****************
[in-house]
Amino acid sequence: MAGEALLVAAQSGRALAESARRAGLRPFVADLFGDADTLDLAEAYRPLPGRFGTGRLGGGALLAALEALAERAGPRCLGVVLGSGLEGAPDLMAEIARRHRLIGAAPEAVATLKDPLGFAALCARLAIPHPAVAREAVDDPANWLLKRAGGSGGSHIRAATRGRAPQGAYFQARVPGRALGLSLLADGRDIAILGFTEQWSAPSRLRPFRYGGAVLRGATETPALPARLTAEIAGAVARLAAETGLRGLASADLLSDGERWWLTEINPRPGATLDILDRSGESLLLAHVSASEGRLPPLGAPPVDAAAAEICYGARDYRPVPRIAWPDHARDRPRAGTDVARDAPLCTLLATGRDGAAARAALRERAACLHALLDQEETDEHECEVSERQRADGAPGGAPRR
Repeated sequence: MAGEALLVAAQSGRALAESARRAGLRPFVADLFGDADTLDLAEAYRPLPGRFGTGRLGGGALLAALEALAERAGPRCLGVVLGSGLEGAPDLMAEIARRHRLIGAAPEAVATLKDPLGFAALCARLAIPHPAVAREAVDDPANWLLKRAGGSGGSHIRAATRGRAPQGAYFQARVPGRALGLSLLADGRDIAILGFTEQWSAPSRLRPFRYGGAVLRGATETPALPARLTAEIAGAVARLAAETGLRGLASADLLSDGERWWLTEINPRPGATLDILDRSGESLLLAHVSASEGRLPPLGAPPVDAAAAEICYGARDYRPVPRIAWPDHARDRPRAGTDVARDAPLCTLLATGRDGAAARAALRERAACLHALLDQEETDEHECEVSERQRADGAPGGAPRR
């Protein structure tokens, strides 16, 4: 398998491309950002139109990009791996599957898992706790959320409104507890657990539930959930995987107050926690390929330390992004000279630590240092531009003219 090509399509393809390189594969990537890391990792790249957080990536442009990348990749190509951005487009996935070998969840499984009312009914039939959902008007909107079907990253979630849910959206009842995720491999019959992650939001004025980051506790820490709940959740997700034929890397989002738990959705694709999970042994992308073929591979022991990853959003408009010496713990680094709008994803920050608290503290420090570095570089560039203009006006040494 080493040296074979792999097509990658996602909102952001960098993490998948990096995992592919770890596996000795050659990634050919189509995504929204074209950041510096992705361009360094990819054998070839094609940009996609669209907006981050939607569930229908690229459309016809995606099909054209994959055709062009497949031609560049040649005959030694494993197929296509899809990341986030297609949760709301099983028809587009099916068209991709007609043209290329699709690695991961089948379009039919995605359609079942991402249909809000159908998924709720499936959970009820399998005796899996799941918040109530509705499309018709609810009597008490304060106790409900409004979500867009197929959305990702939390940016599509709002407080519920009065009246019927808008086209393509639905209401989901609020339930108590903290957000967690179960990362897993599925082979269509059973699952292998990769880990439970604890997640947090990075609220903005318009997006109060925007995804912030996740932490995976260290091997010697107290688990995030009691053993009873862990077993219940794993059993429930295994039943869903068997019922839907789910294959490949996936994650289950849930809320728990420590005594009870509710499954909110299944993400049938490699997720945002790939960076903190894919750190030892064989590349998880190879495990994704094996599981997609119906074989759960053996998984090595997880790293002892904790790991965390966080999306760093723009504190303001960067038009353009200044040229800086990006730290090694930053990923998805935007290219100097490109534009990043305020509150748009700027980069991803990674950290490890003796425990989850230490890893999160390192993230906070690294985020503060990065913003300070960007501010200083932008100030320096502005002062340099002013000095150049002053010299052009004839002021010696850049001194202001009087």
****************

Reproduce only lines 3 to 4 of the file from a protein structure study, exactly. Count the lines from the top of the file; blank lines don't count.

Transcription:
Repeated sequence: MAGEALLVAAQSGRALAESARRAGLRPFVADLFGDADTLDLAEAYRPLPGRFGTGRLGGGALLAALEALAERAGPRCLGVVLGSGLEGAPDLMAEIARRHRLIGAAPEAVATLKDPLGFAALCARLAIPHPAVAREAVDDPANWLLKRAGGSGGSHIRAATRGRAPQGAYFQARVPGRALGLSLLADGRDIAILGFTEQWSAPSRLRPFRYGGAVLRGATETPALPARLTAEIAGAVARLAAETGLRGLASADLLSDGERWWLTEINPRPGATLDILDRSGESLLLAHVSASEGRLPPLGAPPVDAAAAEICYGARDYRPVPRIAWPDHARDRPRAGTDVARDAPLCTLLATGRDGAAARAALRERAACLHALLDQEETDEHECEVSERQRADGAPGGAPRR
């Protein structure tokens, strides 16, 4: 398998491309950002139109990009791996599957898992706790959320409104507890657990539930959930995987107050926690390929330390992004000279630590240092531009003219 090509399509393809390189594969990537890391990792790249957080990536442009990348990749190509951005487009996935070998969840499984009312009914039939959902008007909107079907990253979630849910959206009842995720491999019959992650939001004025980051506790820490709940959740997700034929890397989002738990959705694709999970042994992308073929591979022991990853959003408009010496713990680094709008994803920050608290503290420090570095570089560039203009006006040494 080493040296074979792999097509990658996602909102952001960098993490998948990096995992592919770890596996000795050659990634050919189509995504929204074209950041510096992705361009360094990819054998070839094609940009996609669209907006981050939607569930229908690229459309016809995606099909054209994959055709062009497949031609560049040649005959030694494993197929296509899809990341986030297609949760709301099983028809587009099916068209991709007609043209290329699709690695991961089948379009039919995605359609079942991402249909809000159908998924709720499936959970009820399998005796899996799941918040109530509705499309018709609810009597008490304060106790409900409004979500867009197929959305990702939390940016599509709002407080519920009065009246019927808008086209393509639905209401989901609020339930108590903290957000967690179960990362897993599925082979269509059973699952292998990769880990439970604890997640947090990075609220903005318009997006109060925007995804912030996740932490995976260290091997010697107290688990995030009691053993009873862990077993219940794993059993429930295994039943869903068997019922839907789910294959490949996936994650289950849930809320728990420590005594009870509710499954909110299944993400049938490699997720945002790939960076903190894919750190030892064989590349998880190879495990994704094996599981997609119906074989759960053996998984090595997880790293002892904790790991965390966080999306760093723009504190303001960067038009353009200044040229800086990006730290090694930053990923998805935007290219100097490109534009990043305020509150748009700027980069991803990674950290490890003796425990989850230490890893999160390192993230906070690294985020503060990065913003300070960007501010200083932008100030320096502005002062340099002013000095150049002053010299052009004839002021010696850049001194202001009087």